Key Concept: How do we break the chains that bind the sector to the conventional grammar of schooling? The answer lies in understanding how any organization’s priorities are shaped by its value network.


Essential Question: What determines the capabilities of an organization? And why do established organizations readily adopt some changes and innovations but resist others? Is it the people, norms, and culture? The technology, equipment, and facilities? Policies, practices, regulations, and chains of authority? It’s self-evident that each of these—and many other elements that haven’t been named—shape an organization’s behavior. But taken together, how do they determine an organization’s capabilities (what it can or can’t do) and its priorities (what it will or won’t do)?


The report supports the premise that the current educational system is outdated and needs serious reform. The author shares the research on students’ engagement, demonstrating that approximately two-thirds of high-school students are disengaged in learning. Although most will graduate, and some will battle to get good grades and take advanced placement courses, they too often don’t find the learning to be relevant or inspiring.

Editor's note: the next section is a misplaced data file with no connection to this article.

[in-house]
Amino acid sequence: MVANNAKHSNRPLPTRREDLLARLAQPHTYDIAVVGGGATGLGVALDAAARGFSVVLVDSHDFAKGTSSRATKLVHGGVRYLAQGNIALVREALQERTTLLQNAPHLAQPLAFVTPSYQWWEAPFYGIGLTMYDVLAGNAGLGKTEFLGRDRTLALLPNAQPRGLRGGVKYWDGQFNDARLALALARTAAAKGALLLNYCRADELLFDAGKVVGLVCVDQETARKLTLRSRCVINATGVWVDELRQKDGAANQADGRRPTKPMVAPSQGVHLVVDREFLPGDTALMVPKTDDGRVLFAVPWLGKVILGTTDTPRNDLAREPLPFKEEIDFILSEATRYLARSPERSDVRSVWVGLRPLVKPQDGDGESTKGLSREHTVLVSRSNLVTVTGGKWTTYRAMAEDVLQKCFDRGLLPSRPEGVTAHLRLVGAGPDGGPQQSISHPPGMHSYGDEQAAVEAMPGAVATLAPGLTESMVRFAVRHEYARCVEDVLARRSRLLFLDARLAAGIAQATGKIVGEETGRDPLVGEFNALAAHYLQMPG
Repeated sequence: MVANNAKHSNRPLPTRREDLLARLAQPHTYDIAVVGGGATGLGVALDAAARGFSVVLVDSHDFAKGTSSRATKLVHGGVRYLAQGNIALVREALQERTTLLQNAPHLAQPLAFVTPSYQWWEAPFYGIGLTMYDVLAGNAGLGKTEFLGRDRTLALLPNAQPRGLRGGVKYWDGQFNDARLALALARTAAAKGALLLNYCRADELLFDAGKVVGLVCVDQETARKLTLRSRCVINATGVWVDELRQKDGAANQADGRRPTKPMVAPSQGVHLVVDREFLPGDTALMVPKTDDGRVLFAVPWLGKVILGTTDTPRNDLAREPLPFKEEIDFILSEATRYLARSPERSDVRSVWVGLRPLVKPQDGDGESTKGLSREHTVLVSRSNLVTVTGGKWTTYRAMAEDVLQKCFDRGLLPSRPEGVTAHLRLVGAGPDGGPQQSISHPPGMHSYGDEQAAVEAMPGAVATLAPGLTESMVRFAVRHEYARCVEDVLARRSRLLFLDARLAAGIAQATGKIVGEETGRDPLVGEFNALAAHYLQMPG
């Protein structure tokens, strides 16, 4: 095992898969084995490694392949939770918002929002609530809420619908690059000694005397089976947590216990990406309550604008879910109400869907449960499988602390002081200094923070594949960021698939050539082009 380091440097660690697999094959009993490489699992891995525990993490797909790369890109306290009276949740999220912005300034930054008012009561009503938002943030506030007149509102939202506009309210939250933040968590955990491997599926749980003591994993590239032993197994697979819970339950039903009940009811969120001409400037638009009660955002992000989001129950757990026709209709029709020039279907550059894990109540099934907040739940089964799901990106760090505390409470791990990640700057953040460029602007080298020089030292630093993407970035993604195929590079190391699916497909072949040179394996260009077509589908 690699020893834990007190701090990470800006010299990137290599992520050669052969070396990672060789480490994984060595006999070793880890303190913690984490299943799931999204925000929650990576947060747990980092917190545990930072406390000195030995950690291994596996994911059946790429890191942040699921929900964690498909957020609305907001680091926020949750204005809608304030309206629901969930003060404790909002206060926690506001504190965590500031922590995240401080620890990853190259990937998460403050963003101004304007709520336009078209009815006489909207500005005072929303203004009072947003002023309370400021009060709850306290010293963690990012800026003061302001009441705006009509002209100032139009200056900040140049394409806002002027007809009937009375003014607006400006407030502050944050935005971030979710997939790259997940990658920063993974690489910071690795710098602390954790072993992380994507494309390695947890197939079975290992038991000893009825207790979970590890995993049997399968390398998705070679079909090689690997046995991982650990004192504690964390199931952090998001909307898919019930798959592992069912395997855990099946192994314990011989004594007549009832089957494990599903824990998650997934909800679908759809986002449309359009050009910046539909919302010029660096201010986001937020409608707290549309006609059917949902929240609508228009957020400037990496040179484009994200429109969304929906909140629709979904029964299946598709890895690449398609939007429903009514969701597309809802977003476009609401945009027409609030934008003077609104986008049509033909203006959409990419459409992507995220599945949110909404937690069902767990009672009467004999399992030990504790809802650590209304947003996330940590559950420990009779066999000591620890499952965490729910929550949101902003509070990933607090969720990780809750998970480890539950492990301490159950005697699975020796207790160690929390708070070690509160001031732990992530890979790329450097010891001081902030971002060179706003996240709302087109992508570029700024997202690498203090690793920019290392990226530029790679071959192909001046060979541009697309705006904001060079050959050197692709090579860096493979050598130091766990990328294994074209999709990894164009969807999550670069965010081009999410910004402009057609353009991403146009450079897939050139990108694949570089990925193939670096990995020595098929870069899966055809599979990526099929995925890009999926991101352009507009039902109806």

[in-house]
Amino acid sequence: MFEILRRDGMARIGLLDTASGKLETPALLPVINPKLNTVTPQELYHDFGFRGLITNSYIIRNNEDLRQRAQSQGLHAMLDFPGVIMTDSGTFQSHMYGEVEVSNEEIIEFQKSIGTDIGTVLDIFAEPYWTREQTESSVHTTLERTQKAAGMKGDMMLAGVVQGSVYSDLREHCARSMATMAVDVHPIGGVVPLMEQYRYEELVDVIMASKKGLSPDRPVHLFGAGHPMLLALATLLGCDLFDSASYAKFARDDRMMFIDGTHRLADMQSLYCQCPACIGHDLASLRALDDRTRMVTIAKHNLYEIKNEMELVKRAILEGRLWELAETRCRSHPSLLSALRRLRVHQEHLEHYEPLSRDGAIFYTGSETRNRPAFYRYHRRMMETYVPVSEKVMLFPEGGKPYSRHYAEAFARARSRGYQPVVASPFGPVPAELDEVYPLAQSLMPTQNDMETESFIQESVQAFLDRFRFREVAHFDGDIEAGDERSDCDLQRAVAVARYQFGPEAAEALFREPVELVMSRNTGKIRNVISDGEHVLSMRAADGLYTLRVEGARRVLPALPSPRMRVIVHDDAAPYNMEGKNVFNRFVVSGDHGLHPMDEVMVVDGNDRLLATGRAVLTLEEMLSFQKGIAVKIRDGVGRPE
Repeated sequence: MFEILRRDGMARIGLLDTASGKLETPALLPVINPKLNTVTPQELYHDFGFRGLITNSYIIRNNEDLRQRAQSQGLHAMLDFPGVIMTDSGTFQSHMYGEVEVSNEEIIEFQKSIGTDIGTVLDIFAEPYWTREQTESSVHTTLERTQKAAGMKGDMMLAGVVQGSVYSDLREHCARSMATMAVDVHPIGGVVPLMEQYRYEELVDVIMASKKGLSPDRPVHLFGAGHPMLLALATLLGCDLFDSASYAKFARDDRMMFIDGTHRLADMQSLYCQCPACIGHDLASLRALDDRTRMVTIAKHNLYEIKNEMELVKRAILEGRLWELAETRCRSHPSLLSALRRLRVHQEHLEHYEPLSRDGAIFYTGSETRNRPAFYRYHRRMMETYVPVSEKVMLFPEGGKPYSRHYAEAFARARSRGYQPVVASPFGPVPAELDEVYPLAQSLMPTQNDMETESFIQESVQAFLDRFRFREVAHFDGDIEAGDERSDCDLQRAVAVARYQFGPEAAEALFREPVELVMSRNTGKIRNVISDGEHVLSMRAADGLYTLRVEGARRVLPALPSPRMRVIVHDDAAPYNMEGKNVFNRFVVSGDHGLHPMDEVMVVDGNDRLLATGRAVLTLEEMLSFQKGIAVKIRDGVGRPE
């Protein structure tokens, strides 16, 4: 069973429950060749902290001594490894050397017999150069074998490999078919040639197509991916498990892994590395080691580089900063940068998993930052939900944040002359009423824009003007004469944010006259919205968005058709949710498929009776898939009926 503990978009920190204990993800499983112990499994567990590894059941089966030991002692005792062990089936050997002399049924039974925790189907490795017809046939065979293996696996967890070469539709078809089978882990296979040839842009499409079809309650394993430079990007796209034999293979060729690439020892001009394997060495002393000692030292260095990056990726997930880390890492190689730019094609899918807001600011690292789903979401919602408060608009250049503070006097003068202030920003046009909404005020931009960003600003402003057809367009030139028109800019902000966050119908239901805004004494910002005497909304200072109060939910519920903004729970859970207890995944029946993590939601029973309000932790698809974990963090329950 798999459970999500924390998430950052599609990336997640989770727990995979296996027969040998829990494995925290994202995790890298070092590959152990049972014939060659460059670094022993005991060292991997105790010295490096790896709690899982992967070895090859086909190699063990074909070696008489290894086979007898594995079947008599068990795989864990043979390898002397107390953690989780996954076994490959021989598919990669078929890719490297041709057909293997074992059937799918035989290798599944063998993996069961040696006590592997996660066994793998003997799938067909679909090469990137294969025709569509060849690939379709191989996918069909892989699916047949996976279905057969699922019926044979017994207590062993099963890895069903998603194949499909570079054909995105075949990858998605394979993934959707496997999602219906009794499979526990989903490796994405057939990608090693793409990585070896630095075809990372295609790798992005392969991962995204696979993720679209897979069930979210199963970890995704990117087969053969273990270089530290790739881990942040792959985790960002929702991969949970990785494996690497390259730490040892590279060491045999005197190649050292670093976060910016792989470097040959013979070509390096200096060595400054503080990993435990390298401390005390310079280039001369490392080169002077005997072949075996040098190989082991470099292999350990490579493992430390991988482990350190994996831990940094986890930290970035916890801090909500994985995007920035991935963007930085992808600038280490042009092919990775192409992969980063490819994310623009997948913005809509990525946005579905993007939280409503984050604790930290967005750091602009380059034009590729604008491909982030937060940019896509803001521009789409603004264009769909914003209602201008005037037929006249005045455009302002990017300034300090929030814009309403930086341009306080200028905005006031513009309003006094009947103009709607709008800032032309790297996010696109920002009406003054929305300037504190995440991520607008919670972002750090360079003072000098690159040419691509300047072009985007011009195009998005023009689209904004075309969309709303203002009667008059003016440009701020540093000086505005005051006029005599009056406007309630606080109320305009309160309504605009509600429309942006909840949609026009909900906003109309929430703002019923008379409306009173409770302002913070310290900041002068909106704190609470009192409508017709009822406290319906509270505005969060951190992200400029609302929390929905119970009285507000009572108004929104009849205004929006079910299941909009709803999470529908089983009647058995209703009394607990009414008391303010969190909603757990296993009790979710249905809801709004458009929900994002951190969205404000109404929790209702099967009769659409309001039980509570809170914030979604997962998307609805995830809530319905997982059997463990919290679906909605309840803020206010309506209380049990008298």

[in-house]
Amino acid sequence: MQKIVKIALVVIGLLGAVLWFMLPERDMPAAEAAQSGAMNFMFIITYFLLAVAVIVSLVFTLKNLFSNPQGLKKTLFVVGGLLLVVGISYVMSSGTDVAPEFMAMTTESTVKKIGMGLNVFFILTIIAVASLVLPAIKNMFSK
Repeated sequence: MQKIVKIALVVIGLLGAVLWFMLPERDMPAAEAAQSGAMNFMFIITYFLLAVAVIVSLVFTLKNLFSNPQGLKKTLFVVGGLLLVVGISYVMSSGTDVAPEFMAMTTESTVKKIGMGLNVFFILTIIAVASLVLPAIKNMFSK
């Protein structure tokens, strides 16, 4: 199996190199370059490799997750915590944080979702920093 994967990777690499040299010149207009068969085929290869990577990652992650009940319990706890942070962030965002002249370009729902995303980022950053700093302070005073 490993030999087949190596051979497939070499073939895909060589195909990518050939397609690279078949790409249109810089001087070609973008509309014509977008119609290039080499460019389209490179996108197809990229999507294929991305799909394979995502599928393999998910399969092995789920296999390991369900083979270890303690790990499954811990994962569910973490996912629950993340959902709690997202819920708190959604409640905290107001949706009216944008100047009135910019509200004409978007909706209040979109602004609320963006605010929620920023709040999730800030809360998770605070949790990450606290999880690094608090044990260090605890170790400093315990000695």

Organizational Capabilities and Priorities

Value network represents the context of many different groups that influence schools. The most influential groups are local, state, and federal education agencies and policymakers, learners and their families, employee unions, voters and taxpayers, the postsecondary education system, community organizations and vendors, teacher preparation pipelines, and philanthropic donors. These groups influence a school’s priorities and are labeled as the “value network” in the article.


According to the author, all organizations have four consistent models that operate within a value network.